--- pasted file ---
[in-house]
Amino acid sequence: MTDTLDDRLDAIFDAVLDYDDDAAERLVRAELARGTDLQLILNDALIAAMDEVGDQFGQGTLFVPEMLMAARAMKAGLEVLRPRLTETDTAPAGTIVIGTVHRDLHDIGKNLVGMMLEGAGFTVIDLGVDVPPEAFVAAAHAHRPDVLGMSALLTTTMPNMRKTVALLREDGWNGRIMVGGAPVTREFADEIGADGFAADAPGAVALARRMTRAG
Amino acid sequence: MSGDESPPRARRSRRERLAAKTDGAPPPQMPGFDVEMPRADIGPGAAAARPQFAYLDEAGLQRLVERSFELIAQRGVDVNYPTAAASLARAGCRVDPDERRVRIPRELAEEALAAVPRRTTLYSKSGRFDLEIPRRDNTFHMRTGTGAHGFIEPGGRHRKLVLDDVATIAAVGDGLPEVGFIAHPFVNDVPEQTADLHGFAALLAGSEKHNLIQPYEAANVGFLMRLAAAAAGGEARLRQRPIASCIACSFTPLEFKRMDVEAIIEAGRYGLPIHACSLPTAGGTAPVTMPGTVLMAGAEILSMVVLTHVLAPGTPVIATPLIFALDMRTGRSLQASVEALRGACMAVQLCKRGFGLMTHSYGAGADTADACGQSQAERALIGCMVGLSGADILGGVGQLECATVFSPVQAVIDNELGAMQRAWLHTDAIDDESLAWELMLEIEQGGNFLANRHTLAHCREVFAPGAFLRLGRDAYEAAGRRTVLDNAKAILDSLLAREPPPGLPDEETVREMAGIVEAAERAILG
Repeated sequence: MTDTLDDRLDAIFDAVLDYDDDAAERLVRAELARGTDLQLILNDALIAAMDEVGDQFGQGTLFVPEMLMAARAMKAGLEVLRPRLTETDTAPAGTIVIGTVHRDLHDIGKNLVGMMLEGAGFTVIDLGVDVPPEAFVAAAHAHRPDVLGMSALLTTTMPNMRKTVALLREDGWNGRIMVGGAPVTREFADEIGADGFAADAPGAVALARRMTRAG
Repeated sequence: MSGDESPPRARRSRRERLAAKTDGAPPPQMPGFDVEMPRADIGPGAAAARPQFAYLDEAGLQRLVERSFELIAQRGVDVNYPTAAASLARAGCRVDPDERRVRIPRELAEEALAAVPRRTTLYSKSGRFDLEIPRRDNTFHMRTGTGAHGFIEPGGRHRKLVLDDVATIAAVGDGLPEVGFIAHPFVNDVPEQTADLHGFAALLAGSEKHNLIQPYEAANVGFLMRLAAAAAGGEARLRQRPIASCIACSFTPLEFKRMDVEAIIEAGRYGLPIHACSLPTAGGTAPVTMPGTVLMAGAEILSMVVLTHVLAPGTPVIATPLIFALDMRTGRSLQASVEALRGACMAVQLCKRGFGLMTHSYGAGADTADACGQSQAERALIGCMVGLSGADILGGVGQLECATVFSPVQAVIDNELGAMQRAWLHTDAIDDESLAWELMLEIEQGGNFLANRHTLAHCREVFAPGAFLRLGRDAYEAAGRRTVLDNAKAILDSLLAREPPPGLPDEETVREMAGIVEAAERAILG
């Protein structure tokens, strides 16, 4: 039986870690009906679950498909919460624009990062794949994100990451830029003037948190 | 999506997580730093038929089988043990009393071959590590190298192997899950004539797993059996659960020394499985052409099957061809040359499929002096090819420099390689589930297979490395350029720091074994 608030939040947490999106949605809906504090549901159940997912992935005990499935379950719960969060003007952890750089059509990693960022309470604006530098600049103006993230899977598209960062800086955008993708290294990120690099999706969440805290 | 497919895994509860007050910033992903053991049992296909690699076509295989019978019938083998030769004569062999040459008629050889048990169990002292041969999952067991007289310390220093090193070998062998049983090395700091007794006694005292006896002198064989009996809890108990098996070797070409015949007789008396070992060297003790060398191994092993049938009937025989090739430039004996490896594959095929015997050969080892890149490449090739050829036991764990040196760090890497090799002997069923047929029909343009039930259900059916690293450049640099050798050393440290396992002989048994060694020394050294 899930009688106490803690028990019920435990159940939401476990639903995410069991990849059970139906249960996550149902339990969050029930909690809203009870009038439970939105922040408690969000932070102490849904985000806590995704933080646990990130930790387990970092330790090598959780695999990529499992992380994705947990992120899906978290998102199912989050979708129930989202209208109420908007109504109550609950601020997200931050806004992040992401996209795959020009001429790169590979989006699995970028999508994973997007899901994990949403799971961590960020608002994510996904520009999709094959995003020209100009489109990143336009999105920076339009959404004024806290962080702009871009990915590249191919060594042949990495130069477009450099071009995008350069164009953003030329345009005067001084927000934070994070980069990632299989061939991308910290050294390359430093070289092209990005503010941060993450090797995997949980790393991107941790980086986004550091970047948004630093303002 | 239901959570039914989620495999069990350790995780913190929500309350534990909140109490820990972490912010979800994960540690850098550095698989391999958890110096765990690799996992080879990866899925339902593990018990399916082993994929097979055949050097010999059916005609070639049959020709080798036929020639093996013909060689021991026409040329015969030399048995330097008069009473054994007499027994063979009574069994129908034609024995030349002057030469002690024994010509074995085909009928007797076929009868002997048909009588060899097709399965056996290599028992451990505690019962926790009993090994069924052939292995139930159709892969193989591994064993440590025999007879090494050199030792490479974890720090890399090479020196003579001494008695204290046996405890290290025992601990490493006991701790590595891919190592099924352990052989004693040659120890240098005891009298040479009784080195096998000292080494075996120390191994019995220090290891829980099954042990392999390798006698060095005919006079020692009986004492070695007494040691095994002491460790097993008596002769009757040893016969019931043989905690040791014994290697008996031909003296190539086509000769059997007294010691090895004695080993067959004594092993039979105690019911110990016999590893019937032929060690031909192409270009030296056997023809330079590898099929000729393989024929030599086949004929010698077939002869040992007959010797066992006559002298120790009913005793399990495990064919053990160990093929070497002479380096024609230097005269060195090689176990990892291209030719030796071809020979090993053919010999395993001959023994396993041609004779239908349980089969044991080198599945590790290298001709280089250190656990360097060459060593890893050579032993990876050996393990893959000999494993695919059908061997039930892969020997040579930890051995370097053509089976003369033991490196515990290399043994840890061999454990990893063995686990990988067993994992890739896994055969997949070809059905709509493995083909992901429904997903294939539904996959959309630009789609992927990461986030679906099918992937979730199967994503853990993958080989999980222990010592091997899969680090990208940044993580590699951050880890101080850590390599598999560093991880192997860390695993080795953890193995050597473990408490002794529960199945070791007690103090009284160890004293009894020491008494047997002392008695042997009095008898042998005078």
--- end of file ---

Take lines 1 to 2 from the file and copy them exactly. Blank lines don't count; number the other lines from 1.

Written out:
[in-house]
Amino acid sequence: MTDTLDDRLDAIFDAVLDYDDDAAERLVRAELARGTDLQLILNDALIAAMDEVGDQFGQGTLFVPEMLMAARAMKAGLEVLRPRLTETDTAPAGTIVIGTVHRDLHDIGKNLVGMMLEGAGFTVIDLGVDVPPEAFVAAAHAHRPDVLGMSALLTTTMPNMRKTVALLREDGWNGRIMVGGAPVTREFADEIGADGFAADAPGAVALARRMTRAG